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‘FREEDOM’—Chapter 5 The Origin of Humans’ Moral Instinctive Self or Soul
Chapter 5:4 Love-Indoctrination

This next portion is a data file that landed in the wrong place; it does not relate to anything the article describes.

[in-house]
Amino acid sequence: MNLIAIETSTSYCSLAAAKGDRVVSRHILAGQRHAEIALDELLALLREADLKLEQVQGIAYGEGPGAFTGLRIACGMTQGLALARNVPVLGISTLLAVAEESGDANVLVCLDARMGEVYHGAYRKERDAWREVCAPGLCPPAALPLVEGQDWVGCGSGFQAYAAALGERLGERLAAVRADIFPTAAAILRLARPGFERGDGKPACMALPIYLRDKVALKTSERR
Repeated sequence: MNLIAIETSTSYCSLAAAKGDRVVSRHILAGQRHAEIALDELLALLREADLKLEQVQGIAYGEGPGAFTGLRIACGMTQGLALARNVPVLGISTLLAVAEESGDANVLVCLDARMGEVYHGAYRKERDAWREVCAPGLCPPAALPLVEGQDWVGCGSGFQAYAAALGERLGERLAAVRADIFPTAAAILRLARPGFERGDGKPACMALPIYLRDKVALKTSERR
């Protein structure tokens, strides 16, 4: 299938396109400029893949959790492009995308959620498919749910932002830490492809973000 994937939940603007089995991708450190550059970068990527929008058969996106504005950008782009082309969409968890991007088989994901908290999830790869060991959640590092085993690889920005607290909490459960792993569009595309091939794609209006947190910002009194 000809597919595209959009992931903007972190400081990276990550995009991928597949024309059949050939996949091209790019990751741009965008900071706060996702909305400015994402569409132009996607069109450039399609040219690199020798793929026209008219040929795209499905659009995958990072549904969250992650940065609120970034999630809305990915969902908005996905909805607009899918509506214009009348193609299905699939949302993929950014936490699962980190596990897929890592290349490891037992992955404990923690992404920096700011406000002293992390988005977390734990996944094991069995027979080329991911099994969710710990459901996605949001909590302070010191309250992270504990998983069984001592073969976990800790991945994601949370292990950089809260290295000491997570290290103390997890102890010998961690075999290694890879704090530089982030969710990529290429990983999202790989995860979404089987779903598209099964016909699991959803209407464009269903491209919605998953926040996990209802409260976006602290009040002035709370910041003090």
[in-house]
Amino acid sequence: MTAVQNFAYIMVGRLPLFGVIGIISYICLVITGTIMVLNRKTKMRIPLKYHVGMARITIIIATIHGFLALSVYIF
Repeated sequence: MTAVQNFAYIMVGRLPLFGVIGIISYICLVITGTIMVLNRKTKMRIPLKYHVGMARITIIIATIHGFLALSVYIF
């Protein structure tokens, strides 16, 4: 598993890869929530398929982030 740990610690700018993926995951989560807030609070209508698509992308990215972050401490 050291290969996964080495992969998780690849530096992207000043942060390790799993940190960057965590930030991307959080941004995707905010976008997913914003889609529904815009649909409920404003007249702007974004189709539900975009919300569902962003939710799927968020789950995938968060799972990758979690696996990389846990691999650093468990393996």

Ever since Charles Darwin published his natural selection explanation for the origins of the great variety of life on Earth in 1859 all manner of theories have been put forward to suggest how one species, namely our species, managed to defy the essential selfish nature of the natural selection process and develop unconditionally selfless moral instincts. Indeed, in response to the great build up of anxiety in the world about the now desperate plight of the human race and the resulting urgent need for the relieving answers that are being presented in this book—especially answers to the questions of the origin of our species’ moral nature and present human-condition-afflicted lack of compliance with it—almost every edition of every science journal over the last 10 years has either presented or discussed a new theory that attempts to account for our moral sense. But of all these theories (a brief history of which will be presented in chapter 6) only one provides the fully accountable and thus adequate, true explanation for the origins of our moral sense, which is that it was achieved through nurturing—a mother’s maternal instinct to care for her offspring. However, as will be acknowledged shortly (in ch. 5:7), and described in detail in chapter 6, the problem with this nurturing explanation, and why its early permutations were discarded by the scientific establishment, is that it has been an unbearably confronting truth. It is only now that we can explain the human condition and thus understand why the present human-condition-afflicted human race hasn’t been able to adequately nurture our infants to the extent their instincts expect that it becomes safe to finally admit that nurturing is what made us human—that it was nurturing that gave us our moral soul and created humanity. So how did nurturing create our extraordinary unconditionally selfless moral instincts?